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Ian David Long’s Military Background: Facts about Gunmen who shot and kill 12

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The gunman who killed 12 people at the Borderline Bar & Grill in Thousand Oaks, California, was a 28-year-old veteran of the Marine Corps who had previous run-ins with the law, officials said.

Here’s what we know about Ian David Long so far:

The gunman’s body was found in the bar

The shooter is dead, and his body was found inside the bar, police said. He was dead when police arrived on the scene, Ventura County Sheriff Geoff Dean said.
Dean said he believed that the gunman killed himself.

The gunman used one handgun

Dean said that officials found a Glock .45-caliber handgun at the scene that was purchased legally. The weapon usually holds 10 rounds, plus one in the chamber, but the gunman used an extended magazine in this shooting, Dean said.
Dean said he did not know of the shooter’s motive, and he did not know of any connection between Long and the Borderline bar.

Here’s what you need to know:


The Sheriff Says Long Was a Veteran Who Might Have Had PTSD

The Ventura County sheriff confirmed in a news conference that Ian David Long had a military background, saying, “He is a veteran. He was in the United States Marine Corps.” According to TMZ, Ian Long served in Afghanistan.

A troubling incident occurred in April 2018, but the sheriff acknowledged that mental health evaluators did not ask for Ian Long to be taken into custody after it.

The sheriff said that there were “several contacts” with David Long over the years. In the April incident, Ian David Long was described by a neighbor as screaming and banging on the walls in the home where he lived, NBC reported. The neighbor called 911 in April thinking that Long was violent and possibly trying to hurt himself.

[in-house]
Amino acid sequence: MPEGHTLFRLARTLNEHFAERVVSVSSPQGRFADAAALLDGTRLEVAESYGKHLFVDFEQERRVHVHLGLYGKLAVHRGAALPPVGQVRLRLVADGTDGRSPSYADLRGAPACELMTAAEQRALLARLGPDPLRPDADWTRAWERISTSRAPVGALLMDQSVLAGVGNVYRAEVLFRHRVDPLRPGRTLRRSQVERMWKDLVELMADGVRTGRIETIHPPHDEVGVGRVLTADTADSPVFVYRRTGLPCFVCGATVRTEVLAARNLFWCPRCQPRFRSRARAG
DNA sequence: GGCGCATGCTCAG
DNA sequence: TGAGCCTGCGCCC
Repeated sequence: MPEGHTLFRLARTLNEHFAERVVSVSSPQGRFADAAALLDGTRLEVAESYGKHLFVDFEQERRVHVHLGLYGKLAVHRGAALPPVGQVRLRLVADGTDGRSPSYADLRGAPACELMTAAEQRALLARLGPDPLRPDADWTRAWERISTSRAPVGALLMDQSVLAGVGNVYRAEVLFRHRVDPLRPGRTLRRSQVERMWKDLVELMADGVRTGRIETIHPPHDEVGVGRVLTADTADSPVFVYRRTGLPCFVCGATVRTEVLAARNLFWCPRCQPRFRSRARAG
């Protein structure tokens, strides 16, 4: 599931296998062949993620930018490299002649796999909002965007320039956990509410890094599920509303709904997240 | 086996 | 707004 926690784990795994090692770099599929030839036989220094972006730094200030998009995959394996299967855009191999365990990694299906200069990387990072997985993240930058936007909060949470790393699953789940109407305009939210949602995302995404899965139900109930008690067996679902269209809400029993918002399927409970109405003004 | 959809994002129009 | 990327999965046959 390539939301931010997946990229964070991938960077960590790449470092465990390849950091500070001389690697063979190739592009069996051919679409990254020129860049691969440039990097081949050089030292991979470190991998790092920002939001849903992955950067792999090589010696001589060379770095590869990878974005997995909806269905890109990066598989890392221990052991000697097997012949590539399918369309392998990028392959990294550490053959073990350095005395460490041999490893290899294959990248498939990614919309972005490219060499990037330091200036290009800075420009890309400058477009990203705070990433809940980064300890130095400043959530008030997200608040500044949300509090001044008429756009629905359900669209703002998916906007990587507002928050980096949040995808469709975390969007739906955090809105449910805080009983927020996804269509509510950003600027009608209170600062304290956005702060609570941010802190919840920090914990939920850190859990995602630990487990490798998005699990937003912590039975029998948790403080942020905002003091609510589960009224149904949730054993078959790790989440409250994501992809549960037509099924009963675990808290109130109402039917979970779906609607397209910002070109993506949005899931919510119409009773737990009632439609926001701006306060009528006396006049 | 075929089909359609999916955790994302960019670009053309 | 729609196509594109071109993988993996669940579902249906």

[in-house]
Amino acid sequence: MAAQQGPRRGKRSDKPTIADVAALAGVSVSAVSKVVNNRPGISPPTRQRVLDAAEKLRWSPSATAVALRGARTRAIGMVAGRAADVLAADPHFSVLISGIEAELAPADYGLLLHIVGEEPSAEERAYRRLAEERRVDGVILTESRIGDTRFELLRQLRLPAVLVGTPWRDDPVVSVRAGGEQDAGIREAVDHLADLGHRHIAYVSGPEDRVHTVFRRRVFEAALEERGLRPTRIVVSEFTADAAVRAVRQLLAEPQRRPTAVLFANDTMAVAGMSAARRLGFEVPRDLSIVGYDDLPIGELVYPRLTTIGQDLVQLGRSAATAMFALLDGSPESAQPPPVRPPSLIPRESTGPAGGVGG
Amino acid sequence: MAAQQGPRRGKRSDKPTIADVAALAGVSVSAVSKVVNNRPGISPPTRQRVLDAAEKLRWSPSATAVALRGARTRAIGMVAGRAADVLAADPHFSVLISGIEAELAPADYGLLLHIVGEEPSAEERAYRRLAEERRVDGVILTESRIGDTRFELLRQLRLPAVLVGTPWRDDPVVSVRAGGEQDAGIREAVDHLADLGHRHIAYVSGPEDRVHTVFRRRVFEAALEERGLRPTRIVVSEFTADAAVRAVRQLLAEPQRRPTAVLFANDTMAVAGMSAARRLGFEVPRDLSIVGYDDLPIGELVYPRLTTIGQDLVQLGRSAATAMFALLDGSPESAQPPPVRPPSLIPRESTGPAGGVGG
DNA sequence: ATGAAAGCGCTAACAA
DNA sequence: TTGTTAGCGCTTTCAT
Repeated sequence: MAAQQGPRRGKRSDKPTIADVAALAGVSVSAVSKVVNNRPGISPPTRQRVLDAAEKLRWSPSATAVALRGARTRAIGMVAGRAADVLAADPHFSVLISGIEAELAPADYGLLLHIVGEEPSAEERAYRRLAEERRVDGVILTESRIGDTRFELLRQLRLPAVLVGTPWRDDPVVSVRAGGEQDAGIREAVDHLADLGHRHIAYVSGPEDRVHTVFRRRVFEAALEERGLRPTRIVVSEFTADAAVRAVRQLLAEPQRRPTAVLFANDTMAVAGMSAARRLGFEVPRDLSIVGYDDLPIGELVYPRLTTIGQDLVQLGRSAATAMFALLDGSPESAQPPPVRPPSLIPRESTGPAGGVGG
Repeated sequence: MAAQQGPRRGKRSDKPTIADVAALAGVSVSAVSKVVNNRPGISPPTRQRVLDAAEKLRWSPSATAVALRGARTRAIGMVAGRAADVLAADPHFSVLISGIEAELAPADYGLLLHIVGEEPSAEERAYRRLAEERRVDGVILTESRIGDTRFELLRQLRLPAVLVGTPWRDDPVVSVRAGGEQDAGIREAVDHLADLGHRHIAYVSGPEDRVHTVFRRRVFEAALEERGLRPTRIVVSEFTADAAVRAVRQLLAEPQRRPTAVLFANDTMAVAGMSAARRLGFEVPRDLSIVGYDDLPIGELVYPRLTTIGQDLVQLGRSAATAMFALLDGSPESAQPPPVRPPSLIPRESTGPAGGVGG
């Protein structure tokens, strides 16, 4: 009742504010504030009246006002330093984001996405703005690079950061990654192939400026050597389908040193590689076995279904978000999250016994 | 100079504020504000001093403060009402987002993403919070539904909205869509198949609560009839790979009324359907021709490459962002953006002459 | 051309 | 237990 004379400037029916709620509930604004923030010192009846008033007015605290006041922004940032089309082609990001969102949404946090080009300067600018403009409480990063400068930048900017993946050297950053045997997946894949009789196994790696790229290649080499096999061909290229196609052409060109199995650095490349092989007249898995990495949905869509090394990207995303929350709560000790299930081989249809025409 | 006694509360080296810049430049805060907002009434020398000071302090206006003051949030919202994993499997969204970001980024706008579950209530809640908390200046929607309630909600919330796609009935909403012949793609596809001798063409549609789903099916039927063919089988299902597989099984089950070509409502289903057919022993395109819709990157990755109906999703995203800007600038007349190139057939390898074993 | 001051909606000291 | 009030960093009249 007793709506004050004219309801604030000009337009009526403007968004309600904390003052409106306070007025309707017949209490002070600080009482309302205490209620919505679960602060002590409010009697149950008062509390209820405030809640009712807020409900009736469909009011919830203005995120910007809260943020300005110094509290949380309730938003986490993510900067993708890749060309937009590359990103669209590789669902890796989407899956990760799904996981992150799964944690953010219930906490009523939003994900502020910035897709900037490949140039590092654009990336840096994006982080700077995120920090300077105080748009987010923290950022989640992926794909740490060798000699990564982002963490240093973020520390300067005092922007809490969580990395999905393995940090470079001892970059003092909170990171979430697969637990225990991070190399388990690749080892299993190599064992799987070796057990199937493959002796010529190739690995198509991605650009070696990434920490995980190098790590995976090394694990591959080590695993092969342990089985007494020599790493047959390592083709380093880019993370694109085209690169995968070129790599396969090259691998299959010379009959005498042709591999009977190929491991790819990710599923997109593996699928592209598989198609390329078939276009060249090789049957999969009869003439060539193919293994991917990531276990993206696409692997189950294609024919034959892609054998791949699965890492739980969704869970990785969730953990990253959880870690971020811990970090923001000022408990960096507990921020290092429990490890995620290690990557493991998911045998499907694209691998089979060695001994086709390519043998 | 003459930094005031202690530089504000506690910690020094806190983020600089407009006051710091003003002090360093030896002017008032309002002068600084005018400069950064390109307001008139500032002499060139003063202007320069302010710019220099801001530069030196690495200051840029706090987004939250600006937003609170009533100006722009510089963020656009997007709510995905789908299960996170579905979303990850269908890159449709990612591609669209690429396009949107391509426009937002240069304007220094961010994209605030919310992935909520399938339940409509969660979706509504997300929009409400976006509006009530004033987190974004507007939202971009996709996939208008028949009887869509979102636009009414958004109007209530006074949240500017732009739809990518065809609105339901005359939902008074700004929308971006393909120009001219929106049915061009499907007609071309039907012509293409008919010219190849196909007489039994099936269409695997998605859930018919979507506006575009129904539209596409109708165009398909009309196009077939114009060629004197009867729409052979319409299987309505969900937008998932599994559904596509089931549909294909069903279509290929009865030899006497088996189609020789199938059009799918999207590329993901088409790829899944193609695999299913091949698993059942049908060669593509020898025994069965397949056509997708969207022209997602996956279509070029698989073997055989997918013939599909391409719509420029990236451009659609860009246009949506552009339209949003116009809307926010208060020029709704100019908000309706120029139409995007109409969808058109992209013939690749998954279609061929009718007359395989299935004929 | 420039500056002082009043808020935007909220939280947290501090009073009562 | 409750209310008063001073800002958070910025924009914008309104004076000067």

The sheriff described Long as irate, irrational, and said it was believed he might have been suffering from PTSD from his military background. Although mental health professionals evaluated him, they did not take him into custody, the sheriff revealed in a news conference.

“We’ve had several contacts with Mr. Long over the years…. In April of this year, deputies were called to his house for a subject disturbing. They went to the house they talked to him. He was somewhat irate, acting a little irrationally,” the Ventura County sheriff said. “They called out our crisis intervention team, our mental health specialists.”

The sheriff said those specialists “met with him, talked to him, cleared him. They didn’t feel he was qualified to be taken” into custody. “He was left at that scene last April.” He added, “The mental health experts cleared him that day.”

It’s not clear whether the gunman committed suicide at the scene in Thousand Oaks. “It’s well too early to know if he took his own life,” the sheriff said. He did not have further details on Ian Long’s service record. The sheriff said he was found dead “inside an office just adjacent to the bar.”

Throughout the event, Long used a handgun with “perfect form“, according to one witness who has family in the military, and reloaded the gun at least once. The sheriff said in a news conference that the gun was “legally purchased” and described it as a “Glock 21 .45 caliber. Designed to hold a magazine of 10 rounds and one in the chamber. He had an extended magazine on it.”

Authorities had had contact with Long over the years. The sheriff said Long was once the victim of battery at a local bar a couple years ago.


Mass Shooters in the United States Are Disproportionately Veterans, According to Several Studies

According to an analysis of mass shootings that took place in the United States between 1982 and 2018, the vast majority of shooters were male (98 percent) and had mental health problems. But there’s another common denominator with mass shootings: many of them were veterans.

Approximately 34 percent of the 83 shootings committed by men between the ages of 18 and 59 were veterans, per an analysis by World Beyond War.  Veterans also have higher rates of mental health problems than civilians; one study reports that veterans kill themselves at a 50 percent higher rate than civilians, per The Los Angeles Times. 

As Hugh Gusterson, professor of international affairs at George Washington University notes to The New York Times, veterans account for 13 percent of the population, “but more than a third of the adult perpetrators of the 43 worst mass killings since 1984 had been in the United States military.” An NBC News timeline of mass shootings carried out by veterans since 2009 shows the extent of this truth.

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